Will Wilson is a former GOVERNING correspondent.E-mail: firstname.lastname@example.org
The centerpiece of Seattle's now complete "Libraries for All" initiative is the downtown Central Branch co-designed by Rem Koolhaas, one of the creators of the astounding Central China Television building. The Central Branch library is one of those "you either love it or you hate it" works of architecture.
In honor of the 10th anniversary of Libraries for All, the Seattle Times interviewed Koohaas, offering a glimpse inside what must have been a wild collaboration between Koolhaas and the city. I find surprising the degree to which Koolhaas emphasizes that the library was created "by committee." Mark Rahner is the questioner:
Q: It was a large project to undertake when you had so much skepticism.
A: Yes, but of course we were not alone. And I think that is kind of actually one of the difficult and distorting things at the current moment, is that basically some architects are seen as kind of almost bullfighters who somehow have to kill an animal, but you're part of a much larger enterprise.
Q: I think there's a reason for that: too many people have read "The Fountainhead" and it's ruined them for life.
A: Yeah, exactly, exactly. And I think that's actually extremely inconvenient, because there was Deborah (L. Jacobs, former City Librarian), of course, and there was also a board, and we had a lot of bonding in the beginning. So it's definitely not an ego thing, you know...
I shouldn't be so surprised. I'm a Howard Becker pusher, after all. But the building just doesn't look like something that a lot of people had to agree on, that had to get "passed by the board." Knowing that it did makes the design seem that much more ambitious. Too often, big projects like this turn out "fake seeming."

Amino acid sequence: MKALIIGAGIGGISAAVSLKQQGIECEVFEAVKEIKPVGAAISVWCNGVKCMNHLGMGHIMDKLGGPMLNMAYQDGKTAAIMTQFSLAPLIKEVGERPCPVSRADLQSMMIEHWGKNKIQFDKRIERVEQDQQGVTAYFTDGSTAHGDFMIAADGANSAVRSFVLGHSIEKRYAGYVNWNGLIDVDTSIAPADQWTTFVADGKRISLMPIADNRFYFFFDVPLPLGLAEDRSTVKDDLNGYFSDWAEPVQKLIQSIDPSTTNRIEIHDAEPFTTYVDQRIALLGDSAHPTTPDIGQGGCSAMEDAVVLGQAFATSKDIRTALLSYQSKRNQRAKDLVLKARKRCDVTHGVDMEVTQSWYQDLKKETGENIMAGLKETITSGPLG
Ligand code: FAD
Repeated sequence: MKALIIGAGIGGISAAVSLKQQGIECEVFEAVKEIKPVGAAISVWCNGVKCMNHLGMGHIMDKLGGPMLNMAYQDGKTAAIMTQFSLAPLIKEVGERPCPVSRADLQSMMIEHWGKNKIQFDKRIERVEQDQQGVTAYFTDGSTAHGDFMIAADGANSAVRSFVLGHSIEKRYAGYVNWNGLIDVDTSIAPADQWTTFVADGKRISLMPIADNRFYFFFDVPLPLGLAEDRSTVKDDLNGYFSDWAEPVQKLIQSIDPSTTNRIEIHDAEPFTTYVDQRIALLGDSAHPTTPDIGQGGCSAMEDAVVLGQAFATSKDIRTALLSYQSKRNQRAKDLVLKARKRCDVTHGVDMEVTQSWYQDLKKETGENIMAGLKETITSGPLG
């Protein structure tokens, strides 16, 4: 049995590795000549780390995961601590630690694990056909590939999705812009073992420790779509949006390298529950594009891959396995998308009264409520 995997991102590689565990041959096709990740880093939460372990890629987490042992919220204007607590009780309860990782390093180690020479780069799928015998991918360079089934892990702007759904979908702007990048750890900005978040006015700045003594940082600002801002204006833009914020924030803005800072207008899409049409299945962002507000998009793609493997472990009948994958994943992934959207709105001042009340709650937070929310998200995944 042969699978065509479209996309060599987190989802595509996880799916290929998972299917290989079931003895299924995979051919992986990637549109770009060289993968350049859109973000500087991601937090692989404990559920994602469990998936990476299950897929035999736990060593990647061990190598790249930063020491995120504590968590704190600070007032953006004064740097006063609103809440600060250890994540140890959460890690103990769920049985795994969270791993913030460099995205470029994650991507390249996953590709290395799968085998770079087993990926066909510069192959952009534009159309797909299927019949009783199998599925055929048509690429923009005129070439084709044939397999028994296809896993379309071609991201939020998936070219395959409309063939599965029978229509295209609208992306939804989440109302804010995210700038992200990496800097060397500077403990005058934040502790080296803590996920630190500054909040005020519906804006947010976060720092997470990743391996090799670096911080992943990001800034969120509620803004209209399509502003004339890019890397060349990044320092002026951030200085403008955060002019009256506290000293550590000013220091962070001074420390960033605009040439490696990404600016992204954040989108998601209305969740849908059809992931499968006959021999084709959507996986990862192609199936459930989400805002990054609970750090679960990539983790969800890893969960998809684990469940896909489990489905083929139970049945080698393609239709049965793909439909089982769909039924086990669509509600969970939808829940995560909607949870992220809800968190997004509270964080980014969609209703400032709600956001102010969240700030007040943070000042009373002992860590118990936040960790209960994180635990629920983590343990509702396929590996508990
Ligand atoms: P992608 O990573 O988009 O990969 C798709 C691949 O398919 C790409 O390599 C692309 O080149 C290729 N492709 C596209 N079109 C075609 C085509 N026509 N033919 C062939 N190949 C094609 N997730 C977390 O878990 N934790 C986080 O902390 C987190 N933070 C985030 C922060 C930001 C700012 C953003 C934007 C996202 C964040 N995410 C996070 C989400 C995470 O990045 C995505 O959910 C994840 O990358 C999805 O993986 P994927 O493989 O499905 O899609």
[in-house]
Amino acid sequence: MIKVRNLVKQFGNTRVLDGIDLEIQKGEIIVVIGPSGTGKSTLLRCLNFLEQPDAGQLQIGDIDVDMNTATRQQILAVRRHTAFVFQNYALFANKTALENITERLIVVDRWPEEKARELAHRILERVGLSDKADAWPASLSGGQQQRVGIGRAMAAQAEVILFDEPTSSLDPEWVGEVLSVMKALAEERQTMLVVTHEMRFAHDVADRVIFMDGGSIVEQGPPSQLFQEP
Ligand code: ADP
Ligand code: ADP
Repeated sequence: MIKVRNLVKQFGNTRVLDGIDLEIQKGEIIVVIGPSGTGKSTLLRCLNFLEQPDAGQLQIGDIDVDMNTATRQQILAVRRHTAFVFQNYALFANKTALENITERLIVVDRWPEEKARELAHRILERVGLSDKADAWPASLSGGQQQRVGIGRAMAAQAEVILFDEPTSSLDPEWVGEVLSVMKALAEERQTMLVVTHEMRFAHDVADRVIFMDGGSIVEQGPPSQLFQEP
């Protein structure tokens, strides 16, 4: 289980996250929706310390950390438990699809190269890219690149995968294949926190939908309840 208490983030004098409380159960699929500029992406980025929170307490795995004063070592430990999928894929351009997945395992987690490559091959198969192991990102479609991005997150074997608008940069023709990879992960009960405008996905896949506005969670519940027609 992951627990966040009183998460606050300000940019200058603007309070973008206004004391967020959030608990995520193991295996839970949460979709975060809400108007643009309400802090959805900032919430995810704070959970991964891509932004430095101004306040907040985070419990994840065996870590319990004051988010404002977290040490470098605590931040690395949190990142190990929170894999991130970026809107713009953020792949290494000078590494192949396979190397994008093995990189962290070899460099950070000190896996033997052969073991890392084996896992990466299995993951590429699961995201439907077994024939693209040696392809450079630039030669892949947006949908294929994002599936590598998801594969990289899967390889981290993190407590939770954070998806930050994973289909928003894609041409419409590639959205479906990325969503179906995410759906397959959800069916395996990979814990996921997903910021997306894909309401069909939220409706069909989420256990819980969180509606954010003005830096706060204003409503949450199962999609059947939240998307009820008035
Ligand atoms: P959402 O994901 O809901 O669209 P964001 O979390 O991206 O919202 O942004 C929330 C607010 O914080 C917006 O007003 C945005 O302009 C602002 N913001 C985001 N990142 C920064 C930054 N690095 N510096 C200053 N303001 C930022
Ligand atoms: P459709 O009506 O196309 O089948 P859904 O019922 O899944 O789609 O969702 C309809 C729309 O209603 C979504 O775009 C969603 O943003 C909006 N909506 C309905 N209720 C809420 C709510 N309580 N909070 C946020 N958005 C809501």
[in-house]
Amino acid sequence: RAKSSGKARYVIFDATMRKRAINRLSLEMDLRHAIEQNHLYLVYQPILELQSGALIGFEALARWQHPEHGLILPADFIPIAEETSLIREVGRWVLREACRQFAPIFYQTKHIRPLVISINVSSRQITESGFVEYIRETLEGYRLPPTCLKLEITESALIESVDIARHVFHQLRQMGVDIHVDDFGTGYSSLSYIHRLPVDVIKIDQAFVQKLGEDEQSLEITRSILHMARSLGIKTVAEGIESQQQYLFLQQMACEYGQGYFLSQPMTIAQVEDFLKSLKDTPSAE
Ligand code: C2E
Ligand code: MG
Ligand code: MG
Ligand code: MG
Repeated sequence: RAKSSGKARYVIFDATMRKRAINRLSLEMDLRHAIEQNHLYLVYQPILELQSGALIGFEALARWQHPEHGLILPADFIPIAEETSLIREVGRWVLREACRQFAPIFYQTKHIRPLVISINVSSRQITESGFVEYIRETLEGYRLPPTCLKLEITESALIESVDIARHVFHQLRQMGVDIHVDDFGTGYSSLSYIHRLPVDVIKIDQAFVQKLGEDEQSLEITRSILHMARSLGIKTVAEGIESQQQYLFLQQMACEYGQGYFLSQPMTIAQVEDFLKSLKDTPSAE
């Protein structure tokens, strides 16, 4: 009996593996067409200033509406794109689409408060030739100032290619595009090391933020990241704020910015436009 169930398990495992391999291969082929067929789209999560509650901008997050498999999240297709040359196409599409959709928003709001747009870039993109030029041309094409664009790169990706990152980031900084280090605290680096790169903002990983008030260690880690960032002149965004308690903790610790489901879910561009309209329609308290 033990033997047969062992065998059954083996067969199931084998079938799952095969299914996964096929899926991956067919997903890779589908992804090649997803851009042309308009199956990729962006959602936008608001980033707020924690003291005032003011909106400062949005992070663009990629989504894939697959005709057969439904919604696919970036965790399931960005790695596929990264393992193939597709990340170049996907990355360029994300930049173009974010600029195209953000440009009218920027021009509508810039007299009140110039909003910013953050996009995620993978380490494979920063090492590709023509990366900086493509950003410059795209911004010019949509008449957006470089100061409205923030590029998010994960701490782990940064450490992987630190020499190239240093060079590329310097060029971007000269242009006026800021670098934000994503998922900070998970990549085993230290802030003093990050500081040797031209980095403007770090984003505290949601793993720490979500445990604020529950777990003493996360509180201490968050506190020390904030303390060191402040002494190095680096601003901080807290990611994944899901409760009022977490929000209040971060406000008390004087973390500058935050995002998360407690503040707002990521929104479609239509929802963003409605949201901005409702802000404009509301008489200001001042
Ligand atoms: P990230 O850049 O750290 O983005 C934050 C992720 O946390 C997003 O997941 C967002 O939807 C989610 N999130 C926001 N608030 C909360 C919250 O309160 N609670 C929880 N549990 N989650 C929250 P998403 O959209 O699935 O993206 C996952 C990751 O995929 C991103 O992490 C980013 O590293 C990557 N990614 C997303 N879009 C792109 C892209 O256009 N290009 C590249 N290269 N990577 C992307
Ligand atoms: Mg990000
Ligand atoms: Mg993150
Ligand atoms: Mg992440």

Koolhaas also puts an interesting twist on an issue raised in Chris Swope's June article about the future of libraries. Chris describes a big shift toward "the idea that libraries should offer the services that customers say they want -- not what librarians wish they wanted." Koolhaas notes what makes that so darn tricky when it comes to designing public libraries:
Q: Public libraries are known as sanctuaries for the homeless -- and as a one-time employee of a different library, I can tell you they preferred the periodicals section. Did you take this into account?
A: Yeah, from the very beginning, and also we did certain things because we knew that was the case, we knew that would happen, and we didn't want to resist it. But on the other hand, we didn't want it to become the kind of dominant fact of the library. So it worked in terms of materials but also in terms of arrangements, but also in terms of different kind of sections, just something that we were very conscious of.
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